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E-nosy Phone Sniffs Out Danger

Nanosensor makes your mobile phone into a portable medical monitor

2 min read
E-nosy Phone Sniffs Out Danger

In the sometimes baffling array of proposed applications for nanotechnology in mobile phones,  we have a new addition with which your mobile phone can detect harmful, airborne substances.

The nanotechnology developed by the University of California (UC) Riverside researchers, led by Nosang Myung, professor and chair of the Department of Chemical and Environmental Engineering, uses nanowires made with functionalized carbon nanotubes in a sensor array to detect dangerous substances in a portable device.

While these proposed applications for mobile phones using nanotechnology are often as much marketing spin as real-world, commercial possibilities, in this case it appears that Riverside, CA-based Innovation Economy Corporation (IE Corp) has plans to commercialize the research. IE Corp is handling the commercialization through the start-up it created and funded, Nano Engineering Applications, Inc.

Nonetheless once again the mobile phone tie-in seems as though it might just be a bit of a marketing ploy. Developed using functionalized carbon nanotubes, the sensor has a broad range of applications from agriculture—where it would detect concentrations of pesticides—to military applications for detecting chemical warfare agents.

All of these are worthwhile applications, but I suppose if you want any chance of getting in the mainstream press, you have to couch your technology in terms of people’s smart phone. Detecting pesticides just doesn’t have the same appeal.

In any case, a mobile phone that can detect dangerous airborne substances is similar to the recent research out of Princeton and Tufts Universities in which a graphene nanosensor could be placed on your teeth for detecting dangerous bacteria.  It's not clear whether the UC Riverside researchers and their commercial partner IE Corp will continue to purse the portable health monitoring aspect of the technology, but it should keep the technology in the press while they pursue the various other applications.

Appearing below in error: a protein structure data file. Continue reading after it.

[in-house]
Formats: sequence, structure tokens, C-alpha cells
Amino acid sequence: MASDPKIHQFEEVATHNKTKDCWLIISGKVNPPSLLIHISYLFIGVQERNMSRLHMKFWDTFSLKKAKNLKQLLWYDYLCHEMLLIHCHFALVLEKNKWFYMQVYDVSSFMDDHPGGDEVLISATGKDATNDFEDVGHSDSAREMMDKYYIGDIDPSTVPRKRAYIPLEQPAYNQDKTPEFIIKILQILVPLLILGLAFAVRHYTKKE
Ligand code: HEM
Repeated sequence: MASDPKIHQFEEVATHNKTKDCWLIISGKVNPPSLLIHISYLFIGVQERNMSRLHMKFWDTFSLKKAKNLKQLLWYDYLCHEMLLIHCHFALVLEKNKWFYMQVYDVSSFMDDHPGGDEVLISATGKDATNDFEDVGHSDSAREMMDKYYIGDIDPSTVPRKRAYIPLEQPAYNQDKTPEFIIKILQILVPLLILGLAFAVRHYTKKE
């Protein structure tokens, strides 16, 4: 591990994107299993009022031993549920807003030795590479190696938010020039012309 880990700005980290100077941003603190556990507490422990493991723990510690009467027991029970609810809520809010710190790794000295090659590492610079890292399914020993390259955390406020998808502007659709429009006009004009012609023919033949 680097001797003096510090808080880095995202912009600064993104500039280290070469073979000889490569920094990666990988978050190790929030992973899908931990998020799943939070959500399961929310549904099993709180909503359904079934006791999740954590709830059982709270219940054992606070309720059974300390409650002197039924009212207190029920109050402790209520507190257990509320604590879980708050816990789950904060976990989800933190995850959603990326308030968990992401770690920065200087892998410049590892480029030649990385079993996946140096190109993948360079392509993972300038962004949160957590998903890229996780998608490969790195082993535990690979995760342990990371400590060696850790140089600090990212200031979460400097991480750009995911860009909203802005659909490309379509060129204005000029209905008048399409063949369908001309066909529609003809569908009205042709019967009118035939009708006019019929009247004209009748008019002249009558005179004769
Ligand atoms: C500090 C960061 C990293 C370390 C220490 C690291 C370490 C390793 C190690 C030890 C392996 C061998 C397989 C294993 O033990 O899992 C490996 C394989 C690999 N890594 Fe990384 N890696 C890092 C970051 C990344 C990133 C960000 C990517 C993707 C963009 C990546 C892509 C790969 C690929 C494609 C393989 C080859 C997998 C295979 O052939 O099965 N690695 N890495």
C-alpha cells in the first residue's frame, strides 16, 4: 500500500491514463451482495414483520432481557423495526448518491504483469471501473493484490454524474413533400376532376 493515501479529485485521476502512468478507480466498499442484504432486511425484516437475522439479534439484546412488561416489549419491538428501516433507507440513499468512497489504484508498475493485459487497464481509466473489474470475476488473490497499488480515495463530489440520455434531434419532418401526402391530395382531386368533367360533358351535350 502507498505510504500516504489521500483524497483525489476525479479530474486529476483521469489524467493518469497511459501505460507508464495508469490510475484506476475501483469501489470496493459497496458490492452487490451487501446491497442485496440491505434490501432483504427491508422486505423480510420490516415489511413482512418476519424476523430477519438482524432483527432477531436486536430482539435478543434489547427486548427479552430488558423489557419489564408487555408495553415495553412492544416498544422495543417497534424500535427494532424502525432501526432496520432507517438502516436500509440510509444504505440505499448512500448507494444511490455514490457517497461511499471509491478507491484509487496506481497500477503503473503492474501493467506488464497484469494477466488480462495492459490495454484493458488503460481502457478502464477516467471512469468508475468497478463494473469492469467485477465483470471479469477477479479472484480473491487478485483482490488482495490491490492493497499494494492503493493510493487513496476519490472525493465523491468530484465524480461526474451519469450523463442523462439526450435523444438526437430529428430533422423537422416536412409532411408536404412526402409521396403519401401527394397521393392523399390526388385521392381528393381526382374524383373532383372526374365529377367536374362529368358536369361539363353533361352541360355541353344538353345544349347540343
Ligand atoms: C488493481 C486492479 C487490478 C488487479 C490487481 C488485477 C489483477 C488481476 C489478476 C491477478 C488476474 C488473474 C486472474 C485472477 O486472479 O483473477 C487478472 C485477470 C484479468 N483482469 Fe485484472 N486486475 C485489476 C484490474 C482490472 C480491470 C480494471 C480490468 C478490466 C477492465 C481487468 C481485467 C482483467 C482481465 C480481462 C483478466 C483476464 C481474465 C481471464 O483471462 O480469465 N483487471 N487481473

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3D-Stacked CMOS Takes Moore’s Law to New Heights

When transistors can’t get any smaller, the only direction is up

10 min read
An image of stacked squares with yellow flat bars through them.
Emily Cooper
Green

Perhaps the most far-reaching technological achievement over the last 50 years has been the steady march toward ever smaller transistors, fitting them more tightly together, and reducing their power consumption. And yet, ever since the two of us started our careers at Intel more than 20 years ago, we’ve been hearing the alarms that the descent into the infinitesimal was about to end. Yet year after year, brilliant new innovations continue to propel the semiconductor industry further.

Along this journey, we engineers had to change the transistor’s architecture as we continued to scale down area and power consumption while boosting performance. The “planar” transistor designs that took us through the last half of the 20th century gave way to 3D fin-shaped devices by the first half of the 2010s. Now, these too have an end date in sight, with a new gate-all-around (GAA) structure rolling into production soon. But we have to look even further ahead because our ability to scale down even this new transistor architecture, which we call RibbonFET, has its limits.

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